eep into Ford’s second Frank Bascombe saga, the now mid-40-something narrator sees parachute jumpers as part of Independence Day festivities. It is, he says, “a bright and chancy spectacle” that “enhances the day’s modest storage of fun. More of this would be better all around, even at the risk of someone’s chute not opening.” And there it is, the non-casual kernel that defines what Ford calls Bascombe’s Existence Period, bright and chancy and always at risk of something going desperately wrong. Melancholy is progress defending itself against the future. And Ford’s own progress, from Bascombe’s luminous introduction in “The Sports Writer” to this, life’s mid-section, is tantamount to the difference between Apollo 8 and 11 — one circled the moon at Christmas while the other landed in summer. This is a literary moon landing.
Ford’s Haddam, New Jersey antihero (or “Homo haddamus pithecarious”) is now divorced (his remarried wife gets a name, Ann), has a new girlfriend named Sally, and sells real estate to dolts. Son Paul, who lives with Ann, talks in riddles, barks at will, and steps in front of baseballs at the least opportune of times. Frank trawls through the Existence Period (an image of his own making, like a “crippled hitchhiker in a snowstorm”) trying to convince himself of the merits of self-reliance. Ford has a surer hand on Bascombe now. And it’s often terrifically sad.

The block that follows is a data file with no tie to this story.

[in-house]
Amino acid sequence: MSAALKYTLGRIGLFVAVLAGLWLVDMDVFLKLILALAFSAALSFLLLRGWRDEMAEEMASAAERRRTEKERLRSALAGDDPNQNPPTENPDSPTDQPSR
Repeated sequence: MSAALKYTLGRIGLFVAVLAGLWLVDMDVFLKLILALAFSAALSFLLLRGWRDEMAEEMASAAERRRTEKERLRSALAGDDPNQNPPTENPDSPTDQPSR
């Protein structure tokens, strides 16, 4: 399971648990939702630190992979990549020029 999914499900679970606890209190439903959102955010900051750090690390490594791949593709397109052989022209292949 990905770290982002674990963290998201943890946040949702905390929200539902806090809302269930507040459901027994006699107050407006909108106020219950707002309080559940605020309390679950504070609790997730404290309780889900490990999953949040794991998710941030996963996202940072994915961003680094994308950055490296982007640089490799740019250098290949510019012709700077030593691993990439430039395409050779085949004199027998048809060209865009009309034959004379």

Ford critics will always lambaste him not as cynical but as gloomy. This is understandable since Frank is a friend to all that’s passive but his voice. You love someone, he announces, “by trying it without the don’t in front of the verb,” the “it” being the declaration, “I love you.” Ford’s true love is his patience with Bascombe, a 1988 Democrat you know will be disappointed. Independence Day, both day and the novel, is occasion for Frank’s frank summation of his feelings about those around him, who are the world: ex-wife, son and daughter, wan lover, edgy business partner, and a slew of suburban archetypes that serve Ford handsomely in reminding us that no man is an island for very long, even if warm currents do him favors.
If we drift too far toward “island-dom,” something or other — a barking son, a murder, a parachute that won’t open — drives us back into the clutches of society, and altruism. This is an important novel because it’s demandingly social; it’s about Frank’s people, his tribe, and his race. At times, Ford’s prescience is eerie, as when Frank peers at New York City to the east: “Gotham shone like a temple set to fire by infidels.” The Existence Period is Frank’s gut-check. He passes. Now, on to permanence.